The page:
Applications of LABs[edit]

Linear alkylbenzene is sulfonated to produce linear alkylbenzene sulfonate (LAS), a biodegradable surfactant. LAS replaced branched dodecylbenzene sulfonates, which were phased out because they biodegrade more slowly.

Niche uses[edit]

LAB is currently used as a liquid scintillator in neutrino detectors (SNO+ for example[5] ) due to of its good optical transparency (~20 m), its high light yield, its low amount of radioactive impurities, and its high flash point (140 °C) which makes safe handling easier. The material performs well in deep underwater environments.[6] One study suggested LAB as a suitable material to be employed in a Secret Neutrino Interactions Finder (SNIF), a type of antineutrino detector designed to detect the presence of nuclear reactors at distances of between 100 and 500 km.[7]

Environmental considerations[edit]

LAB has been subject to concern about its effect on the environment and human health. European Council Regulation (EC) 1488/94[8] led to it being extensively evaluated. The life-cycle analysis considered the emissions and resulting environmental and human exposures. Following the exposure assessment, the environmental risk characterization for each protection target in the aquatic, terrestrial and soil compartment was determined. For human health the scenarios for occupational exposure, consumer exposure and human exposure indirectly via the environment have been examined and the possible risks identified.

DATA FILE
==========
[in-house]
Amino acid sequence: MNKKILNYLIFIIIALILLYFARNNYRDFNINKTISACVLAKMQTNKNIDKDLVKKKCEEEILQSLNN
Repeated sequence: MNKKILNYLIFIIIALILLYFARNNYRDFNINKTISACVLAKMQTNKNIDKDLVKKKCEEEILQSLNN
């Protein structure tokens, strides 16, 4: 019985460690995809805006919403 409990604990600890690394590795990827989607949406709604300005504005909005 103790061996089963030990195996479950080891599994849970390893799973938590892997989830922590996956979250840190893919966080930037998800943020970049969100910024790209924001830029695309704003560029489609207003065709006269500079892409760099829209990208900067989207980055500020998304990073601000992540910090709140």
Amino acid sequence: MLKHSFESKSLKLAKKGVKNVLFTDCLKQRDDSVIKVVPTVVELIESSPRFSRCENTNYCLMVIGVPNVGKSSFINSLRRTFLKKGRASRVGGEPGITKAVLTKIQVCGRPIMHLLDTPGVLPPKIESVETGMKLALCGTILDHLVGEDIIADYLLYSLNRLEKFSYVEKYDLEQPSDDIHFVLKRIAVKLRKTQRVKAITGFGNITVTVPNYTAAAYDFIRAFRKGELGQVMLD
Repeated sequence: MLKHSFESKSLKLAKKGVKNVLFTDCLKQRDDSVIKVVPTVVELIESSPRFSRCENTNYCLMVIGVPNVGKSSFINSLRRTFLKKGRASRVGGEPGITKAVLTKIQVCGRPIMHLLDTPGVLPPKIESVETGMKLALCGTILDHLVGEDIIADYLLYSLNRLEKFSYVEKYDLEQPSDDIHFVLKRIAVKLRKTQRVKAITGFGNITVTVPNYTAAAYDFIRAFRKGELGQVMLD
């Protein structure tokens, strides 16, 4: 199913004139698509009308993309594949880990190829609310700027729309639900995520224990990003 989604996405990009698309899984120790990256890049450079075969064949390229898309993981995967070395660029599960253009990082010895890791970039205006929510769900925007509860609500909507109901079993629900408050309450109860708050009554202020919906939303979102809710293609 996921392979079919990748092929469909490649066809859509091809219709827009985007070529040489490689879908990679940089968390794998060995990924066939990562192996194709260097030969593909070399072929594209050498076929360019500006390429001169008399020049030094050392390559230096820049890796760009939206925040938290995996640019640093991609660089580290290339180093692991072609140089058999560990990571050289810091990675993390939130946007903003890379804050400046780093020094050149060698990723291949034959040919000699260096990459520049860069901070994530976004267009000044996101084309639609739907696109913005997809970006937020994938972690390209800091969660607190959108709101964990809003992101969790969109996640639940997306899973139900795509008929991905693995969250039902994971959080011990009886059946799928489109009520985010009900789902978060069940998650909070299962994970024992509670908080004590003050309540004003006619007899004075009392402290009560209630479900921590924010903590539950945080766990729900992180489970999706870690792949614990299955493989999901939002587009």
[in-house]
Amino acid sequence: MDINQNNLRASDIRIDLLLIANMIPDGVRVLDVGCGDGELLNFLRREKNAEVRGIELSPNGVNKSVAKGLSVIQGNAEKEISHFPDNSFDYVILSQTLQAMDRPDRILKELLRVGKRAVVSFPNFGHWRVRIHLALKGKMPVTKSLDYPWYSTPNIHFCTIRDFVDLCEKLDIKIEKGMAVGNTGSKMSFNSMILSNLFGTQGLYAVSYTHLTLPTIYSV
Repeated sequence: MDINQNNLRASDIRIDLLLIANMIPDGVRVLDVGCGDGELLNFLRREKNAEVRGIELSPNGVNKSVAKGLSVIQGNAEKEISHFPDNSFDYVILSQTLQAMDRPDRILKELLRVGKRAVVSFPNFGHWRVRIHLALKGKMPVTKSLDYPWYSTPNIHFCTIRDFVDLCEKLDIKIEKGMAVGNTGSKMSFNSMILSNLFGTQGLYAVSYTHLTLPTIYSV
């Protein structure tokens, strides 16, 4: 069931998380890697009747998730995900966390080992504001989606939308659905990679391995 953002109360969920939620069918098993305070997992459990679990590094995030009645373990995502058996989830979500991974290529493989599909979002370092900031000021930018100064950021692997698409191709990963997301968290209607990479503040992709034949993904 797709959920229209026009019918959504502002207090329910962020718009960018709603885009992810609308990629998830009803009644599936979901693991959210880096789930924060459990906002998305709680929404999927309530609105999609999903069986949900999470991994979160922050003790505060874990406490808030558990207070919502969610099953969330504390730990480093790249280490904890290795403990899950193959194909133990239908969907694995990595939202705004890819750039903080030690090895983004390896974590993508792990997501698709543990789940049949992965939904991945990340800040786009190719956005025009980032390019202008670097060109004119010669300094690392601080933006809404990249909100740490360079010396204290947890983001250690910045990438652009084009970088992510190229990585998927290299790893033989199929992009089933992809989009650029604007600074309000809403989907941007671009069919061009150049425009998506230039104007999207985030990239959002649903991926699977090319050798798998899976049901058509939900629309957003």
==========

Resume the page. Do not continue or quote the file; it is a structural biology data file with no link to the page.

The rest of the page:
The report concludes that there are no concerns for the environment or human health. There is no need for further testing or risk reduction measures beyond those currently practiced. LAB was therefore de-classified and was removed from Annex 1 in the 28th ATP (Directive 2001/59).

References[edit]

  1. ^ Ashford's Dictionary of Industrial Chemicals, third edition, page 3858
  2. ^ Kurt Kosswig,"Surfactants" in Ullmann's Encyclopedia of Industrial Chemistry, Wiley-VCH, 2005, Weinheim. doi:10.1002/14356007.a25_747
  3. ^ a b Linear alkylbenzene 07/08-S7 Report, ChemSystems, February 2009.
  4. ^ "UOP Linear Alkylbenzene (LAB) Complex". Retrieved 22 Dec 2009. 
  5. ^ Chen, M. (2005). Nuclear Physics B - Proceedings Supplements 154: 65–66. Bibcode:2005NuPhS.145...65C. doi:10.1016/j.nuclphysbps.2005.03.037. 
  6. ^ Learned, John G.; Dye, Stephen T.; Pakvasa, Sandip (October 28, 2008). Hanohano: A Deep Ocean Anti-Neutrino Detector for Unique Neutrino Physics and Geophysics Studies. Proceedings of the Twelfth International Workshop on Neutrino Telescopes, Venice, March 2007. arXiv:0810.4975. Bibcode:2008arXiv0810.4975L. 
  7. ^ Lasserre, Thierry; Fechner, Maximilien; Mention, Guillaume; Reboulleau, Romain; Cribier, Michel; Letourneau, Alain; Lhuillier, David (November 16, 2010). "SNIF: A Futuristic Neutrino Probe for Undeclared Nuclear Fission Reactors". arXiv:1011.3850 [nucl-ex].
  8. ^ European Council Regulations (EC) 1488/94

External links[edit]